Sauvage review: 'Never succumbs to sentiment, and retains a fierce focus'
By turns tender and heartbreaking, Sauvage also administers a stern dose of social realism: its director, Camille Vidal-Naquet, spent three years investigating the demi-monde of male prostitutes who haunt the Bois de Boulogne.
Felix Maritaud is Leo, a street hustler who craves real affection. Though we learn little of his past, a trip to the doctor reveals scars and pocks that suggest cruel beginnings.
Leo may be streetwise, but he’s capable of real tenderness, as we see in a powerful scene when he comforts a lonely widower. Very nicely made, Sauvage never succumbs to sentiment, and retains a fierce focus.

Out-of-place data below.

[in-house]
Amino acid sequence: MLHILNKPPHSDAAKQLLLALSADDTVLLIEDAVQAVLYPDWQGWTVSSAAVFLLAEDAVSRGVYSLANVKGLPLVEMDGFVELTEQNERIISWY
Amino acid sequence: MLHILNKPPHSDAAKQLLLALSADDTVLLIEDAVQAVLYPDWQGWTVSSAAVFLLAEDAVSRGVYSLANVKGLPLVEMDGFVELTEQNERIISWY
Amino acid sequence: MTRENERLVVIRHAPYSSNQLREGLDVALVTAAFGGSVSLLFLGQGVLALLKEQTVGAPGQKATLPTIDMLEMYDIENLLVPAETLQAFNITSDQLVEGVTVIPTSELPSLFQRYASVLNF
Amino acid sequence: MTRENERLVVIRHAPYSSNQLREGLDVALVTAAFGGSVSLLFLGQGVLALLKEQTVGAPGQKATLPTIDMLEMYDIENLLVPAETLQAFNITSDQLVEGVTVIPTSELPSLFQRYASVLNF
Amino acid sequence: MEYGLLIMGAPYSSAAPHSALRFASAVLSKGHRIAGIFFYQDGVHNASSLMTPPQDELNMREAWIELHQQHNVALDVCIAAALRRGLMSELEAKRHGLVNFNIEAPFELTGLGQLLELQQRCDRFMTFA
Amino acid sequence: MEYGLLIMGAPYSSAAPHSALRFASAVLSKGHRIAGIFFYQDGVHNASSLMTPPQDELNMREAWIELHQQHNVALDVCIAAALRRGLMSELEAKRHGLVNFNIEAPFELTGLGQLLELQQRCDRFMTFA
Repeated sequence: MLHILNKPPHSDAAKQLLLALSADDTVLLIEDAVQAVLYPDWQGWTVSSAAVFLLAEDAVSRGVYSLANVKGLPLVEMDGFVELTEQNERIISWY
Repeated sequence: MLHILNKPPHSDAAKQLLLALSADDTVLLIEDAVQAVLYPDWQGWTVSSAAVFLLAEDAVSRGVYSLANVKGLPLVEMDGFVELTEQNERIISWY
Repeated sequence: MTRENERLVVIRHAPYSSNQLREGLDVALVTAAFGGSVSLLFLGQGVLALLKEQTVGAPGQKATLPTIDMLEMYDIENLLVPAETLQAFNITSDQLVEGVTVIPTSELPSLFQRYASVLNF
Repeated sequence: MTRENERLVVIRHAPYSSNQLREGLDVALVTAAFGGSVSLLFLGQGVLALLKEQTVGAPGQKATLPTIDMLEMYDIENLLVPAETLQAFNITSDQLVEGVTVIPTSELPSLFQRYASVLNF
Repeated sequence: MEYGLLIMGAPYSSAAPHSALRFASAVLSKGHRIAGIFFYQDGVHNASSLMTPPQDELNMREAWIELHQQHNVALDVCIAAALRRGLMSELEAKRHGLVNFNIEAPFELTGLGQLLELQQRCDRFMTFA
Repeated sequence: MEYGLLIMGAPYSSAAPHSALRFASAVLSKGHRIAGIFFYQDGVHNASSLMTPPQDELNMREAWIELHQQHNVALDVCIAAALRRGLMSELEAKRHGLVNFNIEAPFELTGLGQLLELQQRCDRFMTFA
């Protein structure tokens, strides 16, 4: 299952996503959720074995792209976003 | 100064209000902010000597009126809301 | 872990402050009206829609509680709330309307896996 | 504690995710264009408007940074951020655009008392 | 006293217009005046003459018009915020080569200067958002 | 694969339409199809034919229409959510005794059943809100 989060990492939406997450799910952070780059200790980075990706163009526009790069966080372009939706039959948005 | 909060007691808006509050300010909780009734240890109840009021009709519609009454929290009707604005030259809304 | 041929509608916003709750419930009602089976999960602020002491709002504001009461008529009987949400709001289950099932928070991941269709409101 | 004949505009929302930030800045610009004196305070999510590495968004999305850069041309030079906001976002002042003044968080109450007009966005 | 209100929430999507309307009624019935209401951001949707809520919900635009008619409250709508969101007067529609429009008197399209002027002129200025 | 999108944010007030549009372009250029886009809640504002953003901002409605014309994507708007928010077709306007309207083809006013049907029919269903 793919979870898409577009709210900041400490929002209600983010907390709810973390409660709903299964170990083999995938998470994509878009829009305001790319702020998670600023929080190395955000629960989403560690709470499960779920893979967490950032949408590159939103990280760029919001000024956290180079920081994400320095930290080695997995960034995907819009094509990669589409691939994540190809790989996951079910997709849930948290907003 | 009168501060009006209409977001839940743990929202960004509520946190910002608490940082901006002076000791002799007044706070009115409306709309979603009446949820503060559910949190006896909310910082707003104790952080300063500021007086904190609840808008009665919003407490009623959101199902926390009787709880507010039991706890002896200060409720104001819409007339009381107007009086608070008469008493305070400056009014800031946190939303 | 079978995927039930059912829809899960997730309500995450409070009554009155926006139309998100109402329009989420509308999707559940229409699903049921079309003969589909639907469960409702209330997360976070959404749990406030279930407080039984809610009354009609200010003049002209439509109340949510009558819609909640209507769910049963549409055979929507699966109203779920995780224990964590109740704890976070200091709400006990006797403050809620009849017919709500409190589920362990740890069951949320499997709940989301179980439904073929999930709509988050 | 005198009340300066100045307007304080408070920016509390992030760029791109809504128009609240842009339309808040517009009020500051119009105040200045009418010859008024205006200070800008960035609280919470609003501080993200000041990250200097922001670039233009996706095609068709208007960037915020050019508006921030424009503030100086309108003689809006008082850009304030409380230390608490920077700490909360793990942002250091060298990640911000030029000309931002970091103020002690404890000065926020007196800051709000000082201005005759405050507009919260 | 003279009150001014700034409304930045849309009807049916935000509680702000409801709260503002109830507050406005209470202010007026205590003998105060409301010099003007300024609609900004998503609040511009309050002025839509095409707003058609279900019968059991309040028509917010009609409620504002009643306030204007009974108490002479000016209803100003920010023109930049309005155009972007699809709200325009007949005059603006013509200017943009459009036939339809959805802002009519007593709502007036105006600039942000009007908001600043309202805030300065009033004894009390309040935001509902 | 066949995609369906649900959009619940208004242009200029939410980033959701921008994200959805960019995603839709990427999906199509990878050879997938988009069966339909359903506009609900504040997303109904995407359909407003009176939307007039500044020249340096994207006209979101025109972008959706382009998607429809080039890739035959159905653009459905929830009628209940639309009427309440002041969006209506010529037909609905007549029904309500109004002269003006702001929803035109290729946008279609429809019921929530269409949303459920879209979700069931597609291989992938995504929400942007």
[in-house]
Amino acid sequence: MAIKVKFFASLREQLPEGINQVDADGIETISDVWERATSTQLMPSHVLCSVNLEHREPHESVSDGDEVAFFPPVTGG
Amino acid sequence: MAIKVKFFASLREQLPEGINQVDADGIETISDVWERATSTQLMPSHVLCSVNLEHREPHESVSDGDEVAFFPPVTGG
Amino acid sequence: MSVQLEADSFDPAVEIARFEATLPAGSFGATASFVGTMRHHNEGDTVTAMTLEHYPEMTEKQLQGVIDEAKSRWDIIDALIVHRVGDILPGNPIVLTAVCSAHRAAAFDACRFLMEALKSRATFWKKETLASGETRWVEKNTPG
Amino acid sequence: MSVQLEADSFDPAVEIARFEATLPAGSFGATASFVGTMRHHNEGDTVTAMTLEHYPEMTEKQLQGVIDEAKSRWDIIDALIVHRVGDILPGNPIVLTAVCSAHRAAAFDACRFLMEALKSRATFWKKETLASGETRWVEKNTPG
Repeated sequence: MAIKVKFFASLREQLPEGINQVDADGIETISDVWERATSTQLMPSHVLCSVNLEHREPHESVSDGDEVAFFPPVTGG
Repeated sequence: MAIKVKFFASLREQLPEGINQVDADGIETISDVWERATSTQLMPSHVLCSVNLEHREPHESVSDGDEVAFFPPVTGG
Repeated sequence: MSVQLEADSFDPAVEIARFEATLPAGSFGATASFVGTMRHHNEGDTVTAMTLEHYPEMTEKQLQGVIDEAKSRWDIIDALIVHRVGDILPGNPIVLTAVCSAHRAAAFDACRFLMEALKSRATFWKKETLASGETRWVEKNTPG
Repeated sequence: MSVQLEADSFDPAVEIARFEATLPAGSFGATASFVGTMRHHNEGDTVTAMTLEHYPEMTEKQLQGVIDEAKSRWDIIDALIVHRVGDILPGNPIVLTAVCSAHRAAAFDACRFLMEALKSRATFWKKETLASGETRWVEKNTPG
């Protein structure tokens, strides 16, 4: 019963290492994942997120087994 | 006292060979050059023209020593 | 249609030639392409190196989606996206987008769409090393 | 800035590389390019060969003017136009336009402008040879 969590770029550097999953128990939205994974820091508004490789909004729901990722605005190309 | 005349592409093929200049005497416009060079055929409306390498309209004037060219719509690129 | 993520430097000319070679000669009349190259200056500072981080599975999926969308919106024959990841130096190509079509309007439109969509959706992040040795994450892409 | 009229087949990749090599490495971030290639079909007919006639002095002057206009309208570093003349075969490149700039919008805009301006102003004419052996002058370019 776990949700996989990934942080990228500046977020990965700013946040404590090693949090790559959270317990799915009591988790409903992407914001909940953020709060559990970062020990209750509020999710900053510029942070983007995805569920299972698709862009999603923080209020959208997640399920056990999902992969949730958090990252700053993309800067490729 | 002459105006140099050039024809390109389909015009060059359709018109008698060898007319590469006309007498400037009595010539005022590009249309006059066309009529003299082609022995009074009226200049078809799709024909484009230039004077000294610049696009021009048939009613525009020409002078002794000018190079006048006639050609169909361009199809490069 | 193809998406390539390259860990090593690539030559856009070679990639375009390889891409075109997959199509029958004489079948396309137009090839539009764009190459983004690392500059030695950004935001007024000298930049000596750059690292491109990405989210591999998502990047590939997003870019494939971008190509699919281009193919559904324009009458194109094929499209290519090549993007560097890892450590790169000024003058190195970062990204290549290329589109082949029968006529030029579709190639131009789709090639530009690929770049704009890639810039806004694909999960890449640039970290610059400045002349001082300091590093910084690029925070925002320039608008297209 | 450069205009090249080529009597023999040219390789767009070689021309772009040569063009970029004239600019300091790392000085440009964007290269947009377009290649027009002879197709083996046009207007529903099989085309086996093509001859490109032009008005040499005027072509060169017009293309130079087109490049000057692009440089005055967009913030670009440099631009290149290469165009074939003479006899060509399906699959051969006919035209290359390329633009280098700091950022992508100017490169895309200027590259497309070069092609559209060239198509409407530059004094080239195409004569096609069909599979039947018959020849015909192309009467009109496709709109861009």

(No cert, IFI, 99mins)
Also releasing this week:Hole in the Ground review: Seana Kerslake shines as desperate mother in Lee Cronin's assured and creepy debut The Aftermath review: 'Throws away its historic potential, but Jason Clarke is excellent' Foxtrot review: 'A clever, funny, unsettling film' Fighting With My Family review: 'Delightful, and enlightening, dramatisation of WWE wrestler Paige's path to stardom'